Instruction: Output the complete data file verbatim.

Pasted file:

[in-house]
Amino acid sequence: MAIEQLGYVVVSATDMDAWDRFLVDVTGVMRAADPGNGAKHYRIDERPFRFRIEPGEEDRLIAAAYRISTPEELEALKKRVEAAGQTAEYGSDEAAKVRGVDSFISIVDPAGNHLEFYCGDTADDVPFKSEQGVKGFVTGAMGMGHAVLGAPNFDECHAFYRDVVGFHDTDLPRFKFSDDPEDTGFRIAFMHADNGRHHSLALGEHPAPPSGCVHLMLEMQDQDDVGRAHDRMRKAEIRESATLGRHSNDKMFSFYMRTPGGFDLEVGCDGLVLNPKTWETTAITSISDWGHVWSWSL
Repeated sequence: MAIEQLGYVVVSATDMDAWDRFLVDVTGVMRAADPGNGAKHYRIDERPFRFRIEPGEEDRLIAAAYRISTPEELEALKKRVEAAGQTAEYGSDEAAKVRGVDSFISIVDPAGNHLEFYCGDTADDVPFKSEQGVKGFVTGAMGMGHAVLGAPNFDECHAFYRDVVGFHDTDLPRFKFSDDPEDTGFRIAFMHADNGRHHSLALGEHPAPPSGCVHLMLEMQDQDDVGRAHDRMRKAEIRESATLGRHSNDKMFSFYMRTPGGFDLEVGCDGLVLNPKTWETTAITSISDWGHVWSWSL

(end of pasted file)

[in-house]
Amino acid sequence: MAIEQLGYVVVSATDMDAWDRFLVDVTGVMRAADPGNGAKHYRIDERPFRFRIEPGEEDRLIAAAYRISTPEELEALKKRVEAAGQTAEYGSDEAAKVRGVDSFISIVDPAGNHLEFYCGDTADDVPFKSEQGVKGFVTGAMGMGHAVLGAPNFDECHAFYRDVVGFHDTDLPRFKFSDDPEDTGFRIAFMHADNGRHHSLALGEHPAPPSGCVHLMLEMQDQDDVGRAHDRMRKAEIRESATLGRHSNDKMFSFYMRTPGGFDLEVGCDGLVLNPKTWETTAITSISDWGHVWSWSL
Repeated sequence: MAIEQLGYVVVSATDMDAWDRFLVDVTGVMRAADPGNGAKHYRIDERPFRFRIEPGEEDRLIAAAYRISTPEELEALKKRVEAAGQTAEYGSDEAAKVRGVDSFISIVDPAGNHLEFYCGDTADDVPFKSEQGVKGFVTGAMGMGHAVLGAPNFDECHAFYRDVVGFHDTDLPRFKFSDDPEDTGFRIAFMHADNGRHHSLALGEHPAPPSGCVHLMLEMQDQDDVGRAHDRMRKAEIRESATLGRHSNDKMFSFYMRTPGGFDLEVGCDGLVLNPKTWETTAITSISDWGHVWSWSL